Hi, I’m Barbara, just some girl with a little blog. Yeah, back in the day, it was easy to be just some girl with a little blog, saying whatever I wanted to say, with no one lurking, no one except my two BFF’s reading. There were no consequences, no responsibility, no one to disagree and argue with me, certainly no one to cite me and hold me to my words.
That said, I’m not surprised at various e-reactions to Poetry Foundation’s Harriet blog. As you probably all know by now, they have changed their format from the contentious, embattled blogging space to the newsfeed of links to elsewhere in poetry e-world. You’ve read Oscar’s take on the recent change. I’ve kind of blogged about it as well.
Here are some other links:
- Barrelhouse: “Poetry Foundation Move to Aggregation is a Mistake,” by Dan Brady.
- A Compulsive Reader.
- Los Angeles Times (which includes the villanelle remix, “Do Not Go Gentle Into That Internet Fog”).
This is all so interesting to me, how impassioned people are out there; after all, Harriet is/was a major source of content about poetry and literary industry discussion. As a former Harriet blogger, I appreciated their reaching out to those of us in different poetry communities, subcultures, and even countercultures. I wasn’t always certain that my being there did any good, whether anyone really cared about the poets and poetries I thought were important. If anything, blogging there took my energy away from my core communities. Blogging there also raised my anxiety levels. Not only was the forum larger than what I was accustomed to, with readers who were not like-minded or sympathetic to any of my poetic causes, the existence of trolls and generally unkind people caused me to self-censor.
I’d come back to my blog and try to do my thing here, though I’ve had e-unpleasantness in the past, starting with the fracas that was Silliman’s review of Poeta en San Francisco a few years back. So even here, my internal editor is always switched on as I continue to voice my professional and political opinions and beliefs, which I have found is a good practice when I’m conducting myself in public. And still, real world drama, hurt feelings, broken friendships and all have resulted from what I have blogged here in the past. Such is the power of the written word and someone with a strong opinion. (“Cuz it be that way,” –Michael Jackson, “Human Nature.”)
Here, I have control over trolls and assholes. I don’t know that I’ve ever posted an official comment policy, but my general guidelines have been as follows: this blog is something like an open extension of my dinner table. People who sit at it know how to conduct themselves properly. We can have disagreements and voice conflicting opinions here. We can even do so pointedly, so long as the discussion remains relevant, directed, and civil, as befitting grown-up’s and professionals (as this is a poetics and culture blog). Anyone who willfully behaves otherwise is uninvited from my table and can get out of my house. Keywords here are not just “civil,” but “relevant” and “directed,” and “professional.”
Ultimately, I am wondering how the above can be done in open mega e-poetry-spaces such as Harriet. To what extent do any of us have to tolerate interactions with those whose behavior is bullying and abusive, and those who insist upon detracting from the discussion at hand for their own purposes. If the latter, then I say, get your own blog and forward your agendas there. I still believe blog is democratic this way; anyone with access to a computer and internet connection can forward and grow his/her words and ideas into open e-space.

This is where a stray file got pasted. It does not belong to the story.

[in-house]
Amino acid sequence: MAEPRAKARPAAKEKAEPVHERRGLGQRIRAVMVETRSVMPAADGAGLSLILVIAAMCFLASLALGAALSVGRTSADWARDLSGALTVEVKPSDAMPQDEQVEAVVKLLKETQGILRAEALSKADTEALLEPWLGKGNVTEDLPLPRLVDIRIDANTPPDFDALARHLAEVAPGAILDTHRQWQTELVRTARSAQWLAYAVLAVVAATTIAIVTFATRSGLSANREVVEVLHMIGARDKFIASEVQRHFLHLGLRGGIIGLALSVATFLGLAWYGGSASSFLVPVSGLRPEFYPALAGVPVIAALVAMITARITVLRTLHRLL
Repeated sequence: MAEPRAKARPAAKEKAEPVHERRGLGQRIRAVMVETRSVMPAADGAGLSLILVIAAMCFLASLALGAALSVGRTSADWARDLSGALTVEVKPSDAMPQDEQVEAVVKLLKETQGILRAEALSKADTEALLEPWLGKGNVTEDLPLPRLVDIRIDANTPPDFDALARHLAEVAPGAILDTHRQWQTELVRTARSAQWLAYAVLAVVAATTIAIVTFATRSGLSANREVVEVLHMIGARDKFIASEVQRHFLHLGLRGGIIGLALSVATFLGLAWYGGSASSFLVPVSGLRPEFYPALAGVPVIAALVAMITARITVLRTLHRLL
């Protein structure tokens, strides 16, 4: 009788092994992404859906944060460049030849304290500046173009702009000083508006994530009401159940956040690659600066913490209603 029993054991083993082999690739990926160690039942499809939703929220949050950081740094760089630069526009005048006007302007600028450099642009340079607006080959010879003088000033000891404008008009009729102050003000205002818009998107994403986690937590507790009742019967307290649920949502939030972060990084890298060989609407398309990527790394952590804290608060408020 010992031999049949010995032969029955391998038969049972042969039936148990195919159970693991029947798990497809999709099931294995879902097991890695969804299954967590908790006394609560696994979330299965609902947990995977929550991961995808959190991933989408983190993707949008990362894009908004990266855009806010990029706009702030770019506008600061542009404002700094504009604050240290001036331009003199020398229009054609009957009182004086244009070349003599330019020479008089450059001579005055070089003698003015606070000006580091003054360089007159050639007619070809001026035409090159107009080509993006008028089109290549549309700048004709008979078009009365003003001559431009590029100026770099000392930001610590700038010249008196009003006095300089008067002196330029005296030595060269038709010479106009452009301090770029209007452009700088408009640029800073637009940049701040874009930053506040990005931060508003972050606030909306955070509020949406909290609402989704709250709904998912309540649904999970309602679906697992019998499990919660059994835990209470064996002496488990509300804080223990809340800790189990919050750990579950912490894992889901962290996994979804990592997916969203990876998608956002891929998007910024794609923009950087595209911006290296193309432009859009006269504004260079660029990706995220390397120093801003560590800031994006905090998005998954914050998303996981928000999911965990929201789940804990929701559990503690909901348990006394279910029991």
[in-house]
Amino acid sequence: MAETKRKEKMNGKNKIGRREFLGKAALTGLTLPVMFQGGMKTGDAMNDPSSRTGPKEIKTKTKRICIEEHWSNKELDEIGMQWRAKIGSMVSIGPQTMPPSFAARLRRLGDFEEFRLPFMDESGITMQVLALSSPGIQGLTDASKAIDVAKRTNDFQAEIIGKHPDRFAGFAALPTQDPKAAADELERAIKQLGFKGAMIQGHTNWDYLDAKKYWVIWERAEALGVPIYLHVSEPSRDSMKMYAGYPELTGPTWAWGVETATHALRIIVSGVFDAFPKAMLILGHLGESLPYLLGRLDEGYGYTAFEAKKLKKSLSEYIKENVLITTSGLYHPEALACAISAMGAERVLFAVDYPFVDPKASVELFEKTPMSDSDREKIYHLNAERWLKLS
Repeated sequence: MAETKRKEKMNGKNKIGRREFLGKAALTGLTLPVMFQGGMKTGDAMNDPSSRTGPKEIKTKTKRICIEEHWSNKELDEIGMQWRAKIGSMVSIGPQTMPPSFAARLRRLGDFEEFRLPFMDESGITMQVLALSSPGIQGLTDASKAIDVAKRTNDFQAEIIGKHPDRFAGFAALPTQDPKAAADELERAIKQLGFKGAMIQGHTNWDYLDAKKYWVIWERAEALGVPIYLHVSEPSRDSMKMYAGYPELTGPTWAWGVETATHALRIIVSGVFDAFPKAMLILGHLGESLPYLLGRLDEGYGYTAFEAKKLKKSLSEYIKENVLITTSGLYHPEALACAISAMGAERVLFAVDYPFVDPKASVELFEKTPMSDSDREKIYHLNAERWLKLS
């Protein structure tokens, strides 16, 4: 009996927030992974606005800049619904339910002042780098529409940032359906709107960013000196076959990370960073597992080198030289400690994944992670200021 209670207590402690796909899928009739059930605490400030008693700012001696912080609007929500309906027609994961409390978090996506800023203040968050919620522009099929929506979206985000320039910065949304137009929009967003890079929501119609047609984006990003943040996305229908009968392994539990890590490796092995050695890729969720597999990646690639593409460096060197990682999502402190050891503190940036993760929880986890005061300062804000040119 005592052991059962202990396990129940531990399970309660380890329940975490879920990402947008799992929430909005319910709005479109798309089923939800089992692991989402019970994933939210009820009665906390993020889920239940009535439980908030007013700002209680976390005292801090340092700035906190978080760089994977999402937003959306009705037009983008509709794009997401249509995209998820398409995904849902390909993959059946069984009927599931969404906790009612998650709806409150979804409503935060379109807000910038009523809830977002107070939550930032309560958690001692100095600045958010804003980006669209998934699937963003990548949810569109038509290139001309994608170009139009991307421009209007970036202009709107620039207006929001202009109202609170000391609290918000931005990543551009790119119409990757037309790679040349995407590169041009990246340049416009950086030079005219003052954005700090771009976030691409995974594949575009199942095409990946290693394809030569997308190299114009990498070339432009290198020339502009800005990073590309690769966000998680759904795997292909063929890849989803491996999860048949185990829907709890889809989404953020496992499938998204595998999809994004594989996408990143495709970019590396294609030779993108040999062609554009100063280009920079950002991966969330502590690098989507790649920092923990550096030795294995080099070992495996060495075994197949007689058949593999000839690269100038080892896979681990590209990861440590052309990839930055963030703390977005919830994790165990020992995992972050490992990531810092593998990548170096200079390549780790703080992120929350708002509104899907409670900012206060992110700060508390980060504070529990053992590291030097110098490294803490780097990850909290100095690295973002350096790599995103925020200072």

I am not saying it is at all easy to rein in commenters and continue forwarding the discussion at hand, dissenters and all. I know that any e-space which includes comment streams is like the Wild West if not diligently regulated. I don’t know why I’m surprised by what people out there actually say in comment streams, but I do know that people are hella brave when they don’t have to use their real names, say something directly to another person’s face (then again…), and when they are not the principal content generators and discussants.
Must the only alternative be to recoil from open e-space, and shut off the discussion? I still believe it’s important to have open, discursive e-spaces and dissent. If the Poetry Foundation prefers to be an e-traffic director, then as Dan Brady says in his Barrelhouse article, perhaps another major American Poetry organization can “steal this idea,” take the original Harriet idea/concept, and fine tune it, try different ways of keeping the discussion civil.
Here is my disclaimer: I am one of the (I don’t know how many or how few) people feeding links to Harriet, which means I get to forward my p0etics concerns in that mega e-space. As with my blogging there, I try my best to keep it diverse and politicized. It’s something of an expansion of what I do at the PAWA blog; I’ve told my fellow board members that sometimes I have misgivings, dictating to people, “This is what’s important; this is what I think you should be paying attention to,” to which they have responded that I should not be having misgivings. If people are looking to me for all of this information, then I am providing them with what they’re asking for. Still, what will continue to trouble me is that one way relationship with the reader, the near impossibility of meaningful exchange.